February 23, 2010

Image as Insight: Affective Richness

This column is written by Baya Clare, a Sister of St. Joseph of Carondelet who lives and works as a photographer, artist, and web developer in Saint Paul, Minnesota.

This week's image is in the sanctuary of a church. I'll supply more context about it in my next column, but invite you to contemplate it first without that context. What do you see? How do you feel about this image? Do you like it? Hate it? What would it be like to see this every time you came to church?

And why am I even asking you such questions?

I'm asking because intentional, regular, prayerful time spent contemplating images we find personally attractive can lead to greater self understanding.

The "affective richness" (Margaret Miles' phrase) that can be gained from such contemplation is rooted in and informed by our bodily experience. It's rooted in attention to our senses and to whatever pleases or delights us. Despite what you may have been taught, our body's responses are to be noted and heeded, not suppressed or ignored. We can learn about God by paying attention to our bodies. Indeed, there is no other way.

Feelings evoked by artwork really matter. If engagement with an image over time, while paying attention to those feelings, helps you become holier (i.e., kinder, more generous, less angry, less judgmental, more concerned about others, etc.) then engagement with that image is a good thing. Holiness and contemplation are really as simple as that. If you don't like or are bored by an image, then you just need to find a different image.

And what about the artist, the story, the period, the style, the cost, the tastefulness? Again, interesting, but not really so important, especially if that information is going to lead you to suppress or ignore your felt responses.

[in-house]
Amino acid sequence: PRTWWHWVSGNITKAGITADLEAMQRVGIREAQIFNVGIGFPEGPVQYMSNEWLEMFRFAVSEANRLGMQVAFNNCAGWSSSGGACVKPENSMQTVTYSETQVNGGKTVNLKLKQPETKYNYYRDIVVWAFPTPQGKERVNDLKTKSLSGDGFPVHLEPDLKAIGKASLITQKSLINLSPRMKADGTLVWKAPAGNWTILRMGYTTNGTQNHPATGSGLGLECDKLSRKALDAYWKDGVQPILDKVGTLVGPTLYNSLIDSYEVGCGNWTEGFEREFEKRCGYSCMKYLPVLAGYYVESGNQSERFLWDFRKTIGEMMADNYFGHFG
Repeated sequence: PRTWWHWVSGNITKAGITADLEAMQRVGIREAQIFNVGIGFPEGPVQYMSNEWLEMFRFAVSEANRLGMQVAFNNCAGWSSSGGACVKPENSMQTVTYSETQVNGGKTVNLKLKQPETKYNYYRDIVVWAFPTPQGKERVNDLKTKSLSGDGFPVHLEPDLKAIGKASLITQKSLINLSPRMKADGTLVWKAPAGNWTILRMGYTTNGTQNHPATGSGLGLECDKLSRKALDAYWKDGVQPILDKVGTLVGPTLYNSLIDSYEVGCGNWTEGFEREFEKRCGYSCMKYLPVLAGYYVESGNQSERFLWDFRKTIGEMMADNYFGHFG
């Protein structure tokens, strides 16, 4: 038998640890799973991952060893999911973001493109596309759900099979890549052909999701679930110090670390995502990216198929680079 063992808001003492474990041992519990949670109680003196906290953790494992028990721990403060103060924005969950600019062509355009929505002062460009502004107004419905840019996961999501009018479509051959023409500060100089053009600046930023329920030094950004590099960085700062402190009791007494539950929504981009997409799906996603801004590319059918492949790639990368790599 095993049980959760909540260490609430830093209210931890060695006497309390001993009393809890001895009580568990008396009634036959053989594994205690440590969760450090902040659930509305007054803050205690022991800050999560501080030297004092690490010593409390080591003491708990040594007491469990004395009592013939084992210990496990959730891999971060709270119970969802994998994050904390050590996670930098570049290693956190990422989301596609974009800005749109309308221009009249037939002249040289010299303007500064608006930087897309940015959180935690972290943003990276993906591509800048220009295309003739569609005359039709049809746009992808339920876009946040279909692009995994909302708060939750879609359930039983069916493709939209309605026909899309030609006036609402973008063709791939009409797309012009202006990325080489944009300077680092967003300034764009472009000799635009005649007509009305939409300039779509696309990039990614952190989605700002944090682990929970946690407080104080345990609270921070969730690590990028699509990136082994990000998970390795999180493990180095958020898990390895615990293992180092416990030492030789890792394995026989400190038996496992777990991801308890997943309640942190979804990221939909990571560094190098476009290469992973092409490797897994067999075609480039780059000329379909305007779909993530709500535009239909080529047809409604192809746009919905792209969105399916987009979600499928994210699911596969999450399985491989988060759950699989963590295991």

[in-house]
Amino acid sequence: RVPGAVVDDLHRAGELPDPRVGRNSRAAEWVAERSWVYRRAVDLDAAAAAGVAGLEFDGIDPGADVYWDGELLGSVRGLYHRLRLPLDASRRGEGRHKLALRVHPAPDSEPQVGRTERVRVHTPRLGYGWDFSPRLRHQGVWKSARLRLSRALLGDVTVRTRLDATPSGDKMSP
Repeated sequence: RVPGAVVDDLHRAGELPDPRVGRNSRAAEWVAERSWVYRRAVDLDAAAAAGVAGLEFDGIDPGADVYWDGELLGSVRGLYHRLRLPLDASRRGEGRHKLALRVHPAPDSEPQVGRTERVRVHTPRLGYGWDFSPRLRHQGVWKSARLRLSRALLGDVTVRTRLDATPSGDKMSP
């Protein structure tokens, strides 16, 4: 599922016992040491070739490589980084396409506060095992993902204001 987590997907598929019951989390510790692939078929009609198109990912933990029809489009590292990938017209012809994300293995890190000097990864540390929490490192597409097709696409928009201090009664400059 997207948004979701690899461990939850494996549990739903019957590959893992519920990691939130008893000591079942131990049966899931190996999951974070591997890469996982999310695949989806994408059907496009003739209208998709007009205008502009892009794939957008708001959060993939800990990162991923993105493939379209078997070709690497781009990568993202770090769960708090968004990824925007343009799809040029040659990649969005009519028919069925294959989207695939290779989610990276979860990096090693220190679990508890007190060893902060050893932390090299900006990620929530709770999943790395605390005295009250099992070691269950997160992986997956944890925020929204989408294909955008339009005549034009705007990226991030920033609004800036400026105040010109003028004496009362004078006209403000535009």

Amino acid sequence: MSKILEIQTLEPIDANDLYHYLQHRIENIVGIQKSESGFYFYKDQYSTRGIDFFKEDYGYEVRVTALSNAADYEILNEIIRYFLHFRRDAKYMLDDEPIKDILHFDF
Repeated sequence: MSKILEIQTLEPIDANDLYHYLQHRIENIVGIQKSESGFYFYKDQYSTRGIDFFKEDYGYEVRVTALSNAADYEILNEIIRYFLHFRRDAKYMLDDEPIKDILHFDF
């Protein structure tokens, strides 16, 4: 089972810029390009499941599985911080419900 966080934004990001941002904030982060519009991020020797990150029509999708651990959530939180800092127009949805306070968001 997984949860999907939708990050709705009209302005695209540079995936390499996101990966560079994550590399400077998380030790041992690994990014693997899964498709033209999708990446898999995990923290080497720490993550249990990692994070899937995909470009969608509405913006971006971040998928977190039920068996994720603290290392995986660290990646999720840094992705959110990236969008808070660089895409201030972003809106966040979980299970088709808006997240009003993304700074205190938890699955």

So, back to the questions. What do you see in this image? How do you feel while looking at it? What memories or associations does it call forth?

Don't try too hard to get this all into words or think you have to come up with some pithy insight right away. In fact, I think you should be suspicious of those. This process takes time, and the result is like dissolving salt in water. It should slowly become evident throughout your entire life, and can't necessarily be expressed in words.

2 comments:

Meredith Gould said...

Call me ridiculous, but I have a certain fondness for these types of images, possibly because they're SO not a part of my life growing up. My childhood and adolescence involved heavy duty museum attendance. Plus, I started out an artist and studied studio art.

I like them because they're so kitschy. I cannot take them seriously as "art," and so I guess I make your point about just relating to them on an emotional level. So what if the emotions are sappy? As I wrote in The Catholic Home, some of it is so bad, it's good.

You'd probably plotz if you saw some of the religious "art" I've collected over the years. Perhaps I'll shoot pics of some and post them here!

claire said...

I sense two movements: one that is judging the 'art' of the picture, its period, where it is probably to be found.
The other, which is to click on the picture and then, after having fought for a moment the 'man in the clouds' feeling, to focus on what the image says. It is then about coming closer, next to Jesus, face to face. And the importance of the quality of the picture then recedes...

Thank you, once again, for triggering thoughts and feelings with a picture, and a getting closer to the Divine.